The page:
If the new tougher measures to restrict people's movements to stop the spread of the coronavirus (COVID-19) are not followed then the next step is a full quarantine, members of the government said at a press conference on Thursday.
Currently, in Estonia, only people who have been diagnosed with coronavirus or who have returned to the country from abroad are required to undergo a 14 day quarantine. While the government's advice to the general population so far has been to stay inside as much as possible, limit movements to essential journeys only and work from home if you can. Culture and leisure activities, including playgrounds, are closed and public gatherings banned.
Prime Minister Jüri Ratas (Center), emphasized that Friday's (tomorrow) tightening of movement restrictions must be followed by society as a whole. From tomorrow all-non essential stores in shopping centers will be close and bars and restaurants will shut at 10 p.m. People are already not allowed to walk around in groups of more than two and must leave a two meter gap between themselves and others.
Ratas stressed: "If we don't follow them [these restrictions] now, we can all be expected to be in quarantine next. We all need to feel responsible for ourselves and our loved ones' behavior. These are the rules so that none of us get sick, none of us die."
The Prime Minister explained the closure of shopping centers is necessary to combat the spread of the virus and save lives.
He acknowledged that a full quarantine would have a negative impact on the economy, but if nothing else works, it must be done. Decisions are being discussed with specialists in the field and with a mind to making sure the economy keeps afloat.
Interior Minister Mart Helme (EKRE) said the government was deliberately taking it's time to find the right balance for every decision and not to destroy the economy.
The Crisis Committee holds two to three meetings each day to discuss the impact of possible additional measures and to discuss the "price tag" or economic impact of each decision.
Discussing the current restrictions Helme said: "All things have their price tags and we need to consider them. No matter what path we take, we see that we have to go slowly: border control, enforcing movement restrictions. It requires resources which cannot be planned for only one or two weeks ahead, but maybe for months. We are not sure how long this pandemic will last because we do not know when we will be able to return to normal life. We cannot run out of breath in the first 100 meters, we might have a long run [ahead of us]."
Helme said the Russian-speaking population, some of which receives its information from another information space and does not understand the seriousness of the threat, has to be worked with separately.
"The country needs to take very vigorous steps very quickly to clarify the seriousness of the situation in this information space and that the decisions of the Crisis Committee are enforceable, not just [seen as] a joke. That task is up to the police," Helme said.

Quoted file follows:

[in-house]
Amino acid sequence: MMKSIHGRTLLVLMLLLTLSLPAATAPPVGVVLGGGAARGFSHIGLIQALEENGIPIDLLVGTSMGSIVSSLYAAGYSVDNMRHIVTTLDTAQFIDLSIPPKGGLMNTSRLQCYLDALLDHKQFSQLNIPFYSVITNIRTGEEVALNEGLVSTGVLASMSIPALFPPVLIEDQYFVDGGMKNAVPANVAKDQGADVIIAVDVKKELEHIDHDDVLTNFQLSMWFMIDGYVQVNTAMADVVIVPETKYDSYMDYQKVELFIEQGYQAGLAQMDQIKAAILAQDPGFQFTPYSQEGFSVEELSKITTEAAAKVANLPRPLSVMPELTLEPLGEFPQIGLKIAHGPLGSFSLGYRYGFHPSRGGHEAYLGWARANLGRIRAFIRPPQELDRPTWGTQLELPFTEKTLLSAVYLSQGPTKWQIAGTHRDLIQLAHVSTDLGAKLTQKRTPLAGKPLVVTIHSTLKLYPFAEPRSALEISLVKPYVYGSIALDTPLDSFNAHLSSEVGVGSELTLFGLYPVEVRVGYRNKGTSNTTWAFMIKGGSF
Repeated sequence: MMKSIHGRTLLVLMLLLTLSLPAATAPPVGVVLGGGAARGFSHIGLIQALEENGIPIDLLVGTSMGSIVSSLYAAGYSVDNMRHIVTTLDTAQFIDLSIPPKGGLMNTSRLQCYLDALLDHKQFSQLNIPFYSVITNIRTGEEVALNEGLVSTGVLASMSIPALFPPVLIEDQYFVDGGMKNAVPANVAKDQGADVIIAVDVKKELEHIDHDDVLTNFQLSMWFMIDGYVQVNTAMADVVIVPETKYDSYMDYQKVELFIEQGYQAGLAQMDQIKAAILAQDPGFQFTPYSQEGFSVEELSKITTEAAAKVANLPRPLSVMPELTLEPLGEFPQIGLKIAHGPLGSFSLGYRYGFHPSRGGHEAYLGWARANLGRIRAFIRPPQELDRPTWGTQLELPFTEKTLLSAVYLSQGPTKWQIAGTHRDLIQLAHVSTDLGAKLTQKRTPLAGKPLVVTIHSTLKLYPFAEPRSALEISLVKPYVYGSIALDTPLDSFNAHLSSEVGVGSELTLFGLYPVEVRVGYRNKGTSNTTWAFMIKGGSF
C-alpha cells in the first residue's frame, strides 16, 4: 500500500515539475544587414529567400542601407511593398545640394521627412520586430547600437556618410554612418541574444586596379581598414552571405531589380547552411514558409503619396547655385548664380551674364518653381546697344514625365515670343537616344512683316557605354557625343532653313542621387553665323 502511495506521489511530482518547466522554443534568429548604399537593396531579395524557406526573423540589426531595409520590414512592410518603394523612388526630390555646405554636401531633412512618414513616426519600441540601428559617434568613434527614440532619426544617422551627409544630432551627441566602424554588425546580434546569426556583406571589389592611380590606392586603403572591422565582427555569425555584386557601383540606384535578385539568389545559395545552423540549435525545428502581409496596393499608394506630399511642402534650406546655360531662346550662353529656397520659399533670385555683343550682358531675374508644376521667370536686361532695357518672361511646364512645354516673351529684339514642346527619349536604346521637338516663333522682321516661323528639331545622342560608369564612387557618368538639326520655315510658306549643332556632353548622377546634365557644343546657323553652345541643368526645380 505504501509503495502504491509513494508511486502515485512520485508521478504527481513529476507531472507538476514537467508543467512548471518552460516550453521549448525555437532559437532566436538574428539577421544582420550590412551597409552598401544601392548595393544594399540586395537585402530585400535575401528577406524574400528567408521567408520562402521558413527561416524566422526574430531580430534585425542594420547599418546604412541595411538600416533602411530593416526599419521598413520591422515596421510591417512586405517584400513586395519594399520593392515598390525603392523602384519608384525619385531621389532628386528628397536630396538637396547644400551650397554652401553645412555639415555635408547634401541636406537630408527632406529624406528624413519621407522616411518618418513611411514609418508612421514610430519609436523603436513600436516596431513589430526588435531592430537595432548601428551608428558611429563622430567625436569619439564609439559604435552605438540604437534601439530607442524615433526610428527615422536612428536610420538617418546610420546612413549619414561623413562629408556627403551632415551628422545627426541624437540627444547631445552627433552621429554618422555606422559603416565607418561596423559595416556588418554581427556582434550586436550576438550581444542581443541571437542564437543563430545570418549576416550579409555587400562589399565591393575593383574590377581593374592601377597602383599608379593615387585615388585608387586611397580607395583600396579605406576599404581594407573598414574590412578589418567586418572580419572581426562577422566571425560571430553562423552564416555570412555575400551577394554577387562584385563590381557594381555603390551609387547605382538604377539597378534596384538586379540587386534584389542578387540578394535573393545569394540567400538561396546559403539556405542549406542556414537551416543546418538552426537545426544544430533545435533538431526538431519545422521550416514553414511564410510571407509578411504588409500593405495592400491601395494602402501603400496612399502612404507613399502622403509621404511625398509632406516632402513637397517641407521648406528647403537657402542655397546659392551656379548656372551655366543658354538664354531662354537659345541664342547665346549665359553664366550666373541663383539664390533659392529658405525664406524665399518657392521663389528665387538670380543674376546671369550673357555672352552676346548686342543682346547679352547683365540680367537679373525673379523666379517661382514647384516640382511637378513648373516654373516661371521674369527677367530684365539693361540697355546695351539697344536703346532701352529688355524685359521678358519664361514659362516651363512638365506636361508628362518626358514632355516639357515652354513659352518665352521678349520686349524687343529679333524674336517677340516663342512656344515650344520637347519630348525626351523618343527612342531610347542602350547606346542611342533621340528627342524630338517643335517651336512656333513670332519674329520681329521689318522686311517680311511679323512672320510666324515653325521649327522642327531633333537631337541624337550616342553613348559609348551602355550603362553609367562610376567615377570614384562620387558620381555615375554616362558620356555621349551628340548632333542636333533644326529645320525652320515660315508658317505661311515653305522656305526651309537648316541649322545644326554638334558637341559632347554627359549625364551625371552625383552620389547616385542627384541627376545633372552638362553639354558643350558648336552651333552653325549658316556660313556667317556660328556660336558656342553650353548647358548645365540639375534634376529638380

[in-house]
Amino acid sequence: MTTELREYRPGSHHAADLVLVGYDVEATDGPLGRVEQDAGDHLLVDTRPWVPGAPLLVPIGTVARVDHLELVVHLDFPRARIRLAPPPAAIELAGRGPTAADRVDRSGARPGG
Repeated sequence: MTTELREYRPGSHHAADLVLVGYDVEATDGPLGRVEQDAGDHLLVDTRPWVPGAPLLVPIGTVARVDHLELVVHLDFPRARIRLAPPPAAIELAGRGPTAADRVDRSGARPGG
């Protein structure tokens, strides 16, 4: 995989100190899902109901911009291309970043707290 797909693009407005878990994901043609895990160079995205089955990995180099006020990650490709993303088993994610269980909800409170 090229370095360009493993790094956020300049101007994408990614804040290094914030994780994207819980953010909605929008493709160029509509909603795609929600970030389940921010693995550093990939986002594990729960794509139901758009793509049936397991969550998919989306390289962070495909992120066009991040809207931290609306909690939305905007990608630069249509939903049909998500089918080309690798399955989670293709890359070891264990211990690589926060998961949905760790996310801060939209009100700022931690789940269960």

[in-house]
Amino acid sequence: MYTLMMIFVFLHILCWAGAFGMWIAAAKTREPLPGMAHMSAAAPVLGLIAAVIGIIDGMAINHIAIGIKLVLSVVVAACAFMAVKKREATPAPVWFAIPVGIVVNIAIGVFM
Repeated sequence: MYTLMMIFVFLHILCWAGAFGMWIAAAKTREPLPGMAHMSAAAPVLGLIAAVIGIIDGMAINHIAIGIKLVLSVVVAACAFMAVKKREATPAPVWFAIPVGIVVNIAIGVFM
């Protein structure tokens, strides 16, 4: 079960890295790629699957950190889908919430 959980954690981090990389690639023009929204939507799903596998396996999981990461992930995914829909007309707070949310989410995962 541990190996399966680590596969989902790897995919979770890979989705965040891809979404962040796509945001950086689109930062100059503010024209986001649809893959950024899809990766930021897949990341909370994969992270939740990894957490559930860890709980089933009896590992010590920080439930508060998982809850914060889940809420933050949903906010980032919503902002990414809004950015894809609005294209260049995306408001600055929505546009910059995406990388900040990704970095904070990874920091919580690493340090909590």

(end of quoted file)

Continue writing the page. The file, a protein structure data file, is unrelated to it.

In Tallinn and Ida-Viru County, police have been struggling with juvenile gangs which are not breaking the law, but simply violate current restrictions on movement. As a result, police are now collecting video footage from security cameras in cities to understand how serious the problem is and how well the police are able to intervene.
"We want to know where the gathering places are, we will react as needed," Helme said. He added that young people will be verbally cautioned first, but if they do not follow the rules after they can be fined. "The state has the power to impose fines. If necessary, we will do so."
In addition, the Ministry of the Interior has obtained GPS data from smart devices from telecom companies. Where appropriate, people's locations will be looked at to make sure restrictions are being followed.
"There are many ways forward and we will not hesitate to use coercive measures when needed," Helme said.
He added that a ban on public transport was also under discussion. Especially in smaller cities, he said, there could be a shift from public transport to bicycle rental, for example, which would also be good for health and would provide the two-meter distance needed to fight the virus.
However, if a full quarantine is introduced, it will in be extend to public transport.
The Minister of the Interior acknowledged the situation is unprecedented for everyone, so the full extent of the crisis is still being understood.
"We're inevitably a bit blind in this, learning how to get to understand the situation. We are trying to make the most optimal and fast decisions possible, but we also need to learn to live and adapt to this virus," Helme said.
The emergency situation currently in place is scheduled to last until May 1, but could be extended. As of Thursday morning, 538 have been diagnosed with coronavirus in Estonia and one person has died after contracting the disease.
Editor: Helen Wright